Alexandre Koberidze, Dasha Nekrasova,Radu Jude, Amalia Ulman, Monte Hellman, TV or not TV, Eberhard and Phyllis Kronhausen, Azor, New Order, Siberia
By Josh Cabrita
William Lyon Mackenzie King, Canada’s tenth and longest-serving prime minister, is an emblem of our nation’s repressed, ineffectual masculinity. A staunch centrist and bureaucrat, Mackenzie King accomplished little during his 22 years in office: his main contributions were his ability to win elections despite his apparent lack of charisma, and his power to maintain “Canadian unity” through “liberal corporatism,” the sort of waffling, lukewarm sentiment that continues to define Canada’s political consensus. But underneath Mackenzie King’s veneer of cold professionalism and unwavering rationality, there was a strange, disturbed, petulant soul; his nickname, the result of inconvenient posthumous revelations, fits him well: “Wacky Willy.” It is likely this duality that attracted Winnipeg’s Matthew Rankin, whose feature debut The Twentieth Century (which won the Best First Canadian Feature award at TIFF) presents its Mackenzie King (Dan Beirne) as a power-hungry, momma-loving bachelor, a bickering, self-absorbed mercenary, and an ignoramus blindly guided by divine revelations and libidinal anxieties.
This is also a much younger Mackenzie King than the one that dominates Canadian textbooks. Set around the turn of the century, about 20 years before he became prime minister for the first time (not that historical accuracy matters much in Rankin’s fabulist concoction), The Twentieth Century imagines a nightmarish counterhistory based on Canadian stereotypes, stranger-than-fiction details, and outright invention. The film’s portrayal of Canadian politics derives from a comic misconception about what constitutes a constitutional monarchy: here, the Governor General (Seán Cullen), taking direct orders from the Queen of England, rules the nation with an iron fist while the prime minister is nothing more than a figurehead. Our country’s now second-highest office is determined not through elections, but through a series of contests in which the candidates are tested for their skills in leg wrestling, endurance tickling, and baby seal clubbing, with the results diligently tallied on a chalkboard. In a universe such as this, it only makes sense that Canada is engaged in a civil war between free-loving Québécois nationalists and an authoritarian federalist army (a duel between absolute good and absolute evil), that the principal objects of Mackenzie King’s carnal fixations (his mother and the daughter of the Governor General) are played by men in drag, and that each region has been reduced to precisely what it fears: Vancouver a wasteland of clearcut trees, Québec City a sanctuary of religious fanatics, and Winnipeg (oh, poor Winnipeg) a derelict hellhole of sexual fetishists.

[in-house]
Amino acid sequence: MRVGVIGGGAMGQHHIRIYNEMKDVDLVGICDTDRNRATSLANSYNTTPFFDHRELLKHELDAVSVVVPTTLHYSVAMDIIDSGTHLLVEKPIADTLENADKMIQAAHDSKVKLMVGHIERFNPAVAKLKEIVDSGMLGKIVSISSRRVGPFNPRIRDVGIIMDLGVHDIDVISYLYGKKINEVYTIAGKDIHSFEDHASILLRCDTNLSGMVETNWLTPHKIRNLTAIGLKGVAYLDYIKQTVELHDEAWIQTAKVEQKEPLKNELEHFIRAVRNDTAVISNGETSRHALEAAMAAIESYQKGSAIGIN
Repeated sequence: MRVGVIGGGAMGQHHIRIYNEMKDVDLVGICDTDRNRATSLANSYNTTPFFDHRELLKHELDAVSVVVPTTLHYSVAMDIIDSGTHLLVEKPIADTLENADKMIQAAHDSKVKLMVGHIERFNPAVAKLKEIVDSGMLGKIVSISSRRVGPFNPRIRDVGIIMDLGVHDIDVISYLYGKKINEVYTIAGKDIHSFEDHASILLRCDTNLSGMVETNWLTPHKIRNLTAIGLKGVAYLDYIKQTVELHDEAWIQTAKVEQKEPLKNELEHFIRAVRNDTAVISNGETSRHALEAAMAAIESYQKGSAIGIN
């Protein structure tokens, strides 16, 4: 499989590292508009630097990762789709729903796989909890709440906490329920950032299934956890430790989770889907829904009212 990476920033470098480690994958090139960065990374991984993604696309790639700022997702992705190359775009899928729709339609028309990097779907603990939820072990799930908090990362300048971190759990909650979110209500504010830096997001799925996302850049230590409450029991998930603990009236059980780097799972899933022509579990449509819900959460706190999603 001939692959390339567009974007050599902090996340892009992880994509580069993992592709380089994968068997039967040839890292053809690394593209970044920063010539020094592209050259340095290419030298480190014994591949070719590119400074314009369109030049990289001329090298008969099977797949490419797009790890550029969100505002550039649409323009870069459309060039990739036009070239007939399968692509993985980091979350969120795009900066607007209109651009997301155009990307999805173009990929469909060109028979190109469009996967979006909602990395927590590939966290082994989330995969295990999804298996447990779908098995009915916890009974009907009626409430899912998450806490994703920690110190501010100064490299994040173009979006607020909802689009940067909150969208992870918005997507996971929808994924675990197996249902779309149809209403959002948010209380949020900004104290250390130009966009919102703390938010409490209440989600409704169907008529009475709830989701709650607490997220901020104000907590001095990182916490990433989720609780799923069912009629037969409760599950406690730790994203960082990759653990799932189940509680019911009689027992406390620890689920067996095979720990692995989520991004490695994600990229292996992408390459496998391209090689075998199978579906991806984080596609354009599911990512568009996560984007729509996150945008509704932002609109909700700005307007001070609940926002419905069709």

As with the films of Rankin’s fellow Winnipegger Guy Maddin, The Twentieth Century is a work of devotion and madness whose primary subject is pretty much those very things. In his 2017 short film The Tesla World Light (covered in Cinema Scope 71), Rankin used 15,000 sparklers to achieve the effect of dense, shimmering light that represented the eponymous inventor’s dream of a self-perpetuating energy-making machine. This method of economical maximalism—creating the most with the least—is also the driving (libidinal?) force behind The Twentieth Century, whose palpable sense of unease and genuine sense of hysteria emerge from a phantasmagoria of repressed personal and national desires. And what better way to illustrate this national nightmare than with the seeming naiveté of silent-cinema aesthetics, which have always possessed an ability to bypass the logos in favour of pure, irreducible symbols of expression?In the same way that the skewed corridors of The Cabinet of Dr. Caligari (1920) externalized the crumbling psyche of a nation devastated by war and branded a villain before the world, Rankin’s 16mm tableaux, which are flat, two-dimensional, and barely resemble the real world, express something deeply nestled in the Canadian unconscious: a self-deprecating attitude towards our history, our desires, and our very being.